Put together beautiful wedding vows with our help
Even the most seasoned writer can be faced with crippling writer’s block when it comes to putting together their wedding vows, for good reason. You’re trying to encapsulate everything you feel, your hopes, dreams and promises in a simple, short speech.
Opening up your heart like this in front of your future spouse and an audience of your family and friends can be a major challenge. That’s why we’ve put together a few simple tips to help you get started and create wedding vows which say everything you want to say.
1. Discuss your expectations with your partner
It’s easy to get caught up in worrying about whether your vows will be as good as your fiancé(e)’s. You can stress about whether theirs will be longer or shorter, whether theirs is sentimental or funny and make yours seem lacklustre in comparison.
Rather than starting your marriage off in competition with each other, sit down and have a talk about what you’ve been thinking you’d like to do with your vows. This isn’t about telling them what you’re going to say but rather agreeing some basics like:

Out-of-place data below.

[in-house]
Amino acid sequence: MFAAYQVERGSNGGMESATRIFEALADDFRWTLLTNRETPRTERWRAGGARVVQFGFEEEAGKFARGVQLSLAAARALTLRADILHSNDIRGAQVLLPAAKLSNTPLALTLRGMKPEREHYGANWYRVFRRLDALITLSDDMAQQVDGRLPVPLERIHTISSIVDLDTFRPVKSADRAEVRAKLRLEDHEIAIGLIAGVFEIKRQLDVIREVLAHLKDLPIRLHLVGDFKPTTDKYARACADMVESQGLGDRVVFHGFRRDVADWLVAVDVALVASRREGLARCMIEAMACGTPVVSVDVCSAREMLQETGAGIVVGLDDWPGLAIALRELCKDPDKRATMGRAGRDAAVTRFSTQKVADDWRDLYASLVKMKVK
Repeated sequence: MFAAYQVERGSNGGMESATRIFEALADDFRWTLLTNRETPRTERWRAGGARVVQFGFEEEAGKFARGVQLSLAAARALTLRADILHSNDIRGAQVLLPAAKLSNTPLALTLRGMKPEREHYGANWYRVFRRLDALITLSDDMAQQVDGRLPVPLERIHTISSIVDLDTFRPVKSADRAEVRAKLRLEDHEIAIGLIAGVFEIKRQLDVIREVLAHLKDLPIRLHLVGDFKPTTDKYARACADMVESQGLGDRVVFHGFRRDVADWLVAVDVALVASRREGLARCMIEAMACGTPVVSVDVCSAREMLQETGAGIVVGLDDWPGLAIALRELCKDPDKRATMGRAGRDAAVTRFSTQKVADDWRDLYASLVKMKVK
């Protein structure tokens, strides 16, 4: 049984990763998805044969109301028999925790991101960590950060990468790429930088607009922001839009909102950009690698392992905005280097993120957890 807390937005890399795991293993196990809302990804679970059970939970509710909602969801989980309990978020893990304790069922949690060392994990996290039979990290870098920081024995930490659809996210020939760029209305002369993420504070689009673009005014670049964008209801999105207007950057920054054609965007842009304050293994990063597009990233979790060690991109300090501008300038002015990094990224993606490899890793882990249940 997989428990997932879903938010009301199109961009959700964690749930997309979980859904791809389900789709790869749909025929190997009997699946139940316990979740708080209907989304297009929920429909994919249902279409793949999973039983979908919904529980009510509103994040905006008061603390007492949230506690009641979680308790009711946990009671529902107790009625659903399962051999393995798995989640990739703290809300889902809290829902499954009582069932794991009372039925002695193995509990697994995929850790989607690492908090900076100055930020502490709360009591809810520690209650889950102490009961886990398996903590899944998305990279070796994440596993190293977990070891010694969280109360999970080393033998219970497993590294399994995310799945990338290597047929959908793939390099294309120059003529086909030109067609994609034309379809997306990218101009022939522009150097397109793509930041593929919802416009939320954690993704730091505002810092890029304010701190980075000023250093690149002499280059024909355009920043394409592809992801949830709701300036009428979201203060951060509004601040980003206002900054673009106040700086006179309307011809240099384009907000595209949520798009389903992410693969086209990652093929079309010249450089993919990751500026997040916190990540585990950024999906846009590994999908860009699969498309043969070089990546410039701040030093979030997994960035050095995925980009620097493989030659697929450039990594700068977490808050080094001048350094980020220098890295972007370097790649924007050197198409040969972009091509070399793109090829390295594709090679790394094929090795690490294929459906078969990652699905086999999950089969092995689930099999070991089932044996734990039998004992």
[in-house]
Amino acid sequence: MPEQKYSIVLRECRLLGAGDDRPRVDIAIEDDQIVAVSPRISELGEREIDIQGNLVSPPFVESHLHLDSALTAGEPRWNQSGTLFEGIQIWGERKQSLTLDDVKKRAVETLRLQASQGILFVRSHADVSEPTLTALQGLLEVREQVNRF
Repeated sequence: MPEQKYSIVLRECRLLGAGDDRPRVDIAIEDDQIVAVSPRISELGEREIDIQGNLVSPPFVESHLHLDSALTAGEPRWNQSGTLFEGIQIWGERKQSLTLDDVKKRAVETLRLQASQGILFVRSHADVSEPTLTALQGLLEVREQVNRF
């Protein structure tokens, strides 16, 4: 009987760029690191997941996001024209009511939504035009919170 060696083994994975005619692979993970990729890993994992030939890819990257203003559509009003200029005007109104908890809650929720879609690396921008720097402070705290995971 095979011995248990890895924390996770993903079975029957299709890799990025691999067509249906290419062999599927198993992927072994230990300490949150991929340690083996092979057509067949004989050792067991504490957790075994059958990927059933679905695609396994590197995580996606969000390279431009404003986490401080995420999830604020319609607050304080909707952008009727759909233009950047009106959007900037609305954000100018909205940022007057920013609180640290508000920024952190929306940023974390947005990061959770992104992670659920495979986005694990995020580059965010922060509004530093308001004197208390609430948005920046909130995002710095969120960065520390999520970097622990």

- How long will your vows be?
- Are you going to have a theme or include any inside jokes?
- Do you want to include any elements from traditional/religious vows?
Talk about everything you’ve been considering and come to a consensus. Once the pair of you have agreed some basic ground rules, it’ll be easier to get started on your vows.
2. Start with a list
Crafting your wedding vows requires your full attention, so don’t try to do it with the TV on in the background or when you’re stressing about work. You need peace and quiet to reflect on your relationship as you write.